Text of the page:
The Indianapolis Star from Indianapolis, Indiana on January 1, 2007 · Page C1
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The Indianapolis Star from Indianapolis, Indiana · Page C1

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Indianapolis, Indiana
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Monday, January 1, 2007
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Page C1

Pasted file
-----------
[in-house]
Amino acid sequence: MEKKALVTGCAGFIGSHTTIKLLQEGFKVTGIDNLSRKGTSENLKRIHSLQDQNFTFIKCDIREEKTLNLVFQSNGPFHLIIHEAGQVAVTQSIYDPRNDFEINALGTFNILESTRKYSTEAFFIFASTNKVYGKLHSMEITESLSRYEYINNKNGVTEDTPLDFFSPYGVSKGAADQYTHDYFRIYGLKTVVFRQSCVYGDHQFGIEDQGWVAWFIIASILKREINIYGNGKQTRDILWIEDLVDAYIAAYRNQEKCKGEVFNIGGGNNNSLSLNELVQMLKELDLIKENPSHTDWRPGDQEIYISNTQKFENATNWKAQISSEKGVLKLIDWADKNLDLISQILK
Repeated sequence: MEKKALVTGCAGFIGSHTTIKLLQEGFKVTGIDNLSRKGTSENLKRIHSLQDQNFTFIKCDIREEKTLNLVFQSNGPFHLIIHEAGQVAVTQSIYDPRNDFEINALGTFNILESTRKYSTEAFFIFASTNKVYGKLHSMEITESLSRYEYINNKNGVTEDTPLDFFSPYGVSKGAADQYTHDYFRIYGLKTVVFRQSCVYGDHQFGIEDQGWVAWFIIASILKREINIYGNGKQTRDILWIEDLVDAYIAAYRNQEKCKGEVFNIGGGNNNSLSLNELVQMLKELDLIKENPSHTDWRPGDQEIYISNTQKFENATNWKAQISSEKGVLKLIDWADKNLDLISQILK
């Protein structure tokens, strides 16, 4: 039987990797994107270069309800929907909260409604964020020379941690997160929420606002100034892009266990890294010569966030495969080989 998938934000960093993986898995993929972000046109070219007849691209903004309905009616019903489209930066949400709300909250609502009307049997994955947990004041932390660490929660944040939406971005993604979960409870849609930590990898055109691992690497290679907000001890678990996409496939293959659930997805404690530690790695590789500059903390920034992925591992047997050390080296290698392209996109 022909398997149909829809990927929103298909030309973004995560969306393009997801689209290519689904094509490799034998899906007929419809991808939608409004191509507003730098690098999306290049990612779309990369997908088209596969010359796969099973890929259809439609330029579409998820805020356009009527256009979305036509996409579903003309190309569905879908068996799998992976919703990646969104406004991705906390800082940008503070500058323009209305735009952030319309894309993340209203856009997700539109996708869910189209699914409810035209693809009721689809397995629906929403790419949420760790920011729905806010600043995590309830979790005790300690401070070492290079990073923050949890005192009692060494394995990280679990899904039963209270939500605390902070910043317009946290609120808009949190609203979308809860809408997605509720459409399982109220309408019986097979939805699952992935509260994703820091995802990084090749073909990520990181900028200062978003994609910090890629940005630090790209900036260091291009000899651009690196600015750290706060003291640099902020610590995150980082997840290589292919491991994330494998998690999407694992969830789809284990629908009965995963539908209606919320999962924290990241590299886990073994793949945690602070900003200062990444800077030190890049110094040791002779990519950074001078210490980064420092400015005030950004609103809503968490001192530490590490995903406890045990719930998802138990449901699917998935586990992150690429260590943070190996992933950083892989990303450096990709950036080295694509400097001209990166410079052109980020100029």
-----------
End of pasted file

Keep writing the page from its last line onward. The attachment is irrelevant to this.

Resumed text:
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BUSINESS SECTION C THE INDIANAPOLIS STAR MONDAY, JANUARY 1, 2007 INDYSTAR.COMBUSINESS b ':'tr INSIDE Building their business Networking organizations in Central Indiana help small businesses connect with clients and others in their field. C3 INSIDER ACTION DANIEL LEE Ocean Tomo patent fund invests in good ideas Cummins produces diesel engines. Biomet produces artificial hips and knees. Both produce patents. Those two businesses, along with utility NiSource, are the only Indiana companies included in a new patent-focused investment fund. The Ocean Tomo 300 Patent Index seeks to identify companies with promising intellectual property by analyzing patent portfolios. The Ocean Tomo index itself is an innovative, if still unproven, approach to investing. Its emergence should be a reminder to Indiana's companies of just how vital intellectual property is to success today. It's a "knowledge economy," said Keith Cardoza, managing director of Ocean Tomo, a Chicago investment bank specializing in intellectual property. Gone are the days when investors analyze companies based mainly on tangible assets such as factories and machines. Cardoza sees Cummins, despite being a stalwart of Indiana's industrial economy, as a good example: "It's certainly their patents and knowledge that have allowed them to remain a competitive company." The index includes a wide variety of companies, including tech players Intel and Apple Computer, but it also lists Exxon Mobil and Campbell Soup. The fund, ClaymoreOcean Tomo Patent EFT, trades on the American Stock Exchange under the ticker OTP. This exchange-traded fund, like the S&P 500 index fund, performs based on the overall performance of the stock index. One local portfolio manager said he likes the idea of analyzing innovation but also said that's no easy task. "The intellectual property that a company creates is extremely important to their future growth," said Donald Woodley, co-founder and principal at Woodley Farra Manion Portfolio Management in Indianapolis. "However, it is important to take the intellectual property you create and turn it into revenue and profits." He said a company might have many patents that never result in actual products. Ocean Tomo picks the members of the patent index by using its own PatentRatings software to select the companies with the most valuable patents relative to their book value, or physical assets. The software gives each company's patent portfolio an "Intellectual Property Quotient," or IPQ, using factors such as the number of claims a patent has and the patent's life expectancy. Ocean Tomo says that a higher IPQ does not directly measure a patent's worth, just as a high IQ would not be related directly to a person's net worth. However, high-scoring patents have a "statistically higher probability of generating economic benefit," according to Ocean Tomo. For instance, a Cummins patent for internal-combustion engines core to the company's business received a stellar 186.7 IPQ, significantly higher than the median patent score of 100. Cummins' average patent IPQ was 113.2. Biomet's average IPQ was 130.5. Last week, Cardoza said the patent fund, available to investors since Dec. 15, had assets of about $15 million. Ocean Tomo touts that its index outperformed the S&P 500 in a theoretical 10-year comparison looking back from October 2006. Now the true test begins. Call Star reporter Daniel Lee at (317) 444-6311 or e-mail him at daniel.leeindystar.com. Peering into 2007 The new year will set the stage for a grand hotel, a spurt of new shopping options, and a push for new jobs in Indiana F Star report rom a growing skyline to an expanded shopping scene, 2007 will lay the groundwork for many changes in the Indiana business landscape. Here's what to watch for: LILLY'S LEGAL OBSTACLES Eli Lilly and Co.'s best-selling drug, Zyprexa, is certain to get more than its share of headlines, with the first product-liability trials tentatively set for April in U.S. District Court in Brooklyn, N.Y. Thousands of patients claim the antipsychotic drug caused diabetes-related symptoms, including weight gain and high blood-sugar levels. Already, Lilly has settled with more than 8,000 claimants at a cost of $700 million, making it the largest liability settlement in the Indianapolis company's history. But thousands more patients were not included in those settlements and are pushing their suits forward. JOB GAINS, JOB LOSSES Some of the big business expansions won by Indiana in the past year will start to yield new jobs in 2007. But some of the big cutbacks announced last year will take affect, too. Chief among the expansions is Toyota, which in the spring will start producing Camry sedans on a new assembly line at the Subaru plant in Lafayette. Subaru plans to hire 1,000 new workers ...... DARRON CUMMINGS Associated Press LEGAL WARS: Eli Lilly and Co. will likely face product-liability trials in April with regards to Zyprexa, which some patients say causes diabetes-related side-effects. by year's end. More than 10,000 people have applied for the jobs. Other bright spots such as a new Honda assembly plant and a new Nestle beverage plant won't produce jobs until at least 2008. Look for a decision on a potential DaimlerChrysler transmission plant See Peering, Page C2 f tap " h 3 I V Va Jlw)kea.o -" 1 IT 17V I - i T (. C I lttf I 1 V si r . r n i i i B 1 1 1 I V it j i ns. -yHjbaiaift I I i v r r ,M 0Vsi ii ii ' w v 1 A b 1 IbMIII JUST PUT POST-HOLIDAY SPENDING BACK ON TRACK The flurry of gift shopping near bought more than planned. MINUTE ASST. MANAGING EDITORBUSINESS: Steve Berta BUSINESS PHONE: 317.444.6868 the end of the year leads some down the path of least resistance and into the land of credit-card debt. The average household has $10,000 in debt, and the holiday spend-a-thon no doubt puts pressure on consumers to buy more and boost their personal deficits. The Consumer Credit Counseling Service offers tips to consumers who find themselves having Know how much you owe: Add up all your credit-card and other bills to get a realistic picture of what is owed. Make spending plan: Decide what needs to be paid, then put in place a plan for your income. Pay off card debt: Stop new charges and pay down what you owe. Build a savings cushion: The goal is to have enough to cover expenses for three to six months. Associated Press FIGURATIVELY SPEAKING 1, 2, 3, 4,5 Rank of Warren Buffett, Bill and Melinda Gates, George Soros, Gordon and Betty Moore, and Herbert and Marion Sandler among BusinessWeek's 50 Most Generous Philanthropists. Source: BusinessWeek. Compiled by John Maclntyre NOTE TO READERS Starting Saturday, The Indianapolis Star will eliminate its week-in-review stock listings. On Sundays, we also will stop running the weekly mutual funds report. The changes reflect readers' new habits of increasingly going online for market information. Accordingly, we will continue to offer complete market listings online at lndyStar.commarkets. In the newspaper, we will continue to publish daily stock listings for companies with Indiana ties and a daily market report noting the big winners and losers on the Nasdaq and New York Stock Exchange. To comment on these changes, call (317) 444-6350. In need of a loan? Beware of car equity Consumers can incur big debt, and lose vehicles, with new auto title lending By Sue Kirchhoff USA Today Strapped for cash, James Haga of Marion, Va., took out a $1,600 loan last year, using his truck as collateral. In August, when he couldn't keep up with the escalating balance, Haga's Ford was repossessed. Total cost for the loan? A $13,000 auto, plus $4,500 in payments. "I was at home in the shower getting ready to go to work, and I went out to get my truck and it was gone," said Haga, 44, whose loan carried an effective 300 percent annual interest rate. Adding to his worries, Haga's girlfriend, Brandy Smith, 31, is carrying a similar $700 loan. Haga is one of thousands of consumers who have turned to auto title lenders for quick cash and ended up with big problems. Under the loans, sometimes called auto equity lines of credit or auto pawns, individuals offer fully owned cars or trucks as backing for loans of several hundred to several thousand dollars. Lenders take the title to the vehicle and, often, a duplicate set of keys. Title lending is one of the lesser-known, high-cost loans now proliferating across the country. But consumer advocates call it one of the more dangerous. If borrowers can't pay back the loans, often due in 30 days, they often roll them over, with multiplying fees. If they still fall behind, their cars can be repossessed. That contributes to a downward spiral, with people unable to get to work, a doctor or drive their kids to school. Rod Aycox, president of Loan-Max auto title and its affiliated companies throughout the country, made about half a million loans this year and repossessed cars in 5 percent of the cases, or 25,000 autos, according to a statement from his firm. The average age of cars offered as collateral was 10 to 12 years. Lenders like LoanMax are See Car equity, Page C2 THE COST OF GOOD LUCK Superstition in the South holds that eating hog jowls, collard greens and black-eyed peas on Jan. 1 makes one healthy, wealthy and wise for the next 12 months. But wholesale prices for hog jowls have tripled since 2002, spurred by rising demand among Southerners and an 11 percent jump in pork exports. Jowls a tough cut of pork sometimes ground into sausage sells at grocery stores for about $1.89 a pound, said Graham McDonald, who sells jowls for Morty Pride Meats of Fayetteville, N.C. Bloomberg News